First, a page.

AJIN: Demi-Human vol. 3 – Gamon Sakurai

4 out of 5

I’m knocking off that star for almost literally the last page… which is admittedly unfair, since it’s a plot point that could totally turn around and bite me in the ass in a such a way that it’s, like, my new favorite ass-biting thing, but until that point, I will weep internally at this sudden inclusion of a generic story trope in what’s otherwise been a pretty insane journey.

AJIN: Demi-Human is all velocity. And sometimes, keeping things amped up like that works to cover up other flaws, such as poor character juggling in Attack on Titan, or a seeming lack of long-term planning, like in The Promised Neverland. In both of those cases (and in others not cited), the problems are generally apparent, it’s just that you can set them aside while rocketing through distracting events. Of course, when events stop rocketing, you’re in trouble. Gamon Sakurai, in AJIN, has kept the pedal to the metal for three volumes now – Kei is still on the run, even in the midst of his own “rescue” from a research facility – but… there’s no cover up. As characters pile up around Kei, Sakurai has hedged and poked at filling in background information, and I recognize he’s doing something very smart: he’s telling a story about these characters, and not framing a narrative around playing cagey with details on demi-humans. Like, sure, there are still things to understand about how they function, but it’s not the whole pursuit of this thing: instead, we’re enrolled in Kei’s own plight of self-evaluation (and survival) – learning along with him – and then also kept on edge by the machinations of “Hat” and government man Tosaki, both growing more complex and devious by the page.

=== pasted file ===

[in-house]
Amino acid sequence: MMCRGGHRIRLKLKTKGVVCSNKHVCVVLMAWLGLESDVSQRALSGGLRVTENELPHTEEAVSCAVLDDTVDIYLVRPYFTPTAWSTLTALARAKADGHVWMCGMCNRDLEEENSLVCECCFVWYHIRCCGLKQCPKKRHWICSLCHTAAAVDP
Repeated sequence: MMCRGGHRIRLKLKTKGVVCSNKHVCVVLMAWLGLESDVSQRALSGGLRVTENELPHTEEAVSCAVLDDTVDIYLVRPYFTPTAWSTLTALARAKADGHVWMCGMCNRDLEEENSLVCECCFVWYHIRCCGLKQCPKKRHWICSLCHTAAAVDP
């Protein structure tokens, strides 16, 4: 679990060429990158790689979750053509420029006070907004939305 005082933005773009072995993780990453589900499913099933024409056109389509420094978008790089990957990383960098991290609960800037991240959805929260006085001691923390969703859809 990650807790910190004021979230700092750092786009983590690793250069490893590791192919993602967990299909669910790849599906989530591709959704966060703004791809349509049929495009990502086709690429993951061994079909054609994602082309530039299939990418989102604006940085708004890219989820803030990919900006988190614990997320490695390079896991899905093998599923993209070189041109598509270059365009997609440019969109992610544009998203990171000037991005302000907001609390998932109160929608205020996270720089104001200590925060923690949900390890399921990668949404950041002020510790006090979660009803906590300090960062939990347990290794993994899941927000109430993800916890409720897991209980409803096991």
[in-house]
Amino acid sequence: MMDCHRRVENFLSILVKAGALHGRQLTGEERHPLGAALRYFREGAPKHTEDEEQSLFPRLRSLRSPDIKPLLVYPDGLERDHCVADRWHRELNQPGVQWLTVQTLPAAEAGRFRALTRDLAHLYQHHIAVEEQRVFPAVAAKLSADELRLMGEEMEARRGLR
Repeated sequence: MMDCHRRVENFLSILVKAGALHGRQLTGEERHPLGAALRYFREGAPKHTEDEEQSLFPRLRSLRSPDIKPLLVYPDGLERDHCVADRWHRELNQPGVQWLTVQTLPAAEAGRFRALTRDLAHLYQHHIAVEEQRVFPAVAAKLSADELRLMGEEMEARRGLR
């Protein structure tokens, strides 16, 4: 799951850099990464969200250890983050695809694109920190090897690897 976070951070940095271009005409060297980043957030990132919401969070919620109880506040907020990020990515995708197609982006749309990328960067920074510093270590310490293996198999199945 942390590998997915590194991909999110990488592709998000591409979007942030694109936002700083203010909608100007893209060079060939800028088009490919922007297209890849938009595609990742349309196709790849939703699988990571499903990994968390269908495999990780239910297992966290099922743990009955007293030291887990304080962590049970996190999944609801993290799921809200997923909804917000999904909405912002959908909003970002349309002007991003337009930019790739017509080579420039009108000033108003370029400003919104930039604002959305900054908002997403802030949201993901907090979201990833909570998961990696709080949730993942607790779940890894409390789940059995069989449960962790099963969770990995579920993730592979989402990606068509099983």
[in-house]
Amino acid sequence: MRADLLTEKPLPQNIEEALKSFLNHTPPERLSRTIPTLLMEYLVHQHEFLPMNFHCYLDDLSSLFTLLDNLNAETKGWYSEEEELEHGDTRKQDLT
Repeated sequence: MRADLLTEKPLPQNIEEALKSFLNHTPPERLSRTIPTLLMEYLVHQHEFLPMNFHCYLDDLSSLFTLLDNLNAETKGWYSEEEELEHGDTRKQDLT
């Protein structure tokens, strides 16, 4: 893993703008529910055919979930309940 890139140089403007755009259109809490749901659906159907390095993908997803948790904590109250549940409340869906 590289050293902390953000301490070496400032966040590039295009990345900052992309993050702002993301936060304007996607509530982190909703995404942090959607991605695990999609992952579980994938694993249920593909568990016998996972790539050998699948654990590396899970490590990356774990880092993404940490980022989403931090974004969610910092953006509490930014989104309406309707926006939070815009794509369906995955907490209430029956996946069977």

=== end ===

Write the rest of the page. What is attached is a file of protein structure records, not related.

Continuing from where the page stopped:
…Which leads to those final pages, in which a flashback for a character pulls the whole “but they’re really doing this for a noble cause!” shtick, and… it’s just too easy. I may have literally rolled my eyes. Not everyone needs this kind of wrinkle in their backstory; sometimes people are just motivated by the old standby of power. But as Sakurai’s dialogue and storytelling have been solid throughout, and growingly layered, perhaps this aspect will go somewheres unexpected.

Even if it doesn’t, though, I’ll danged be there.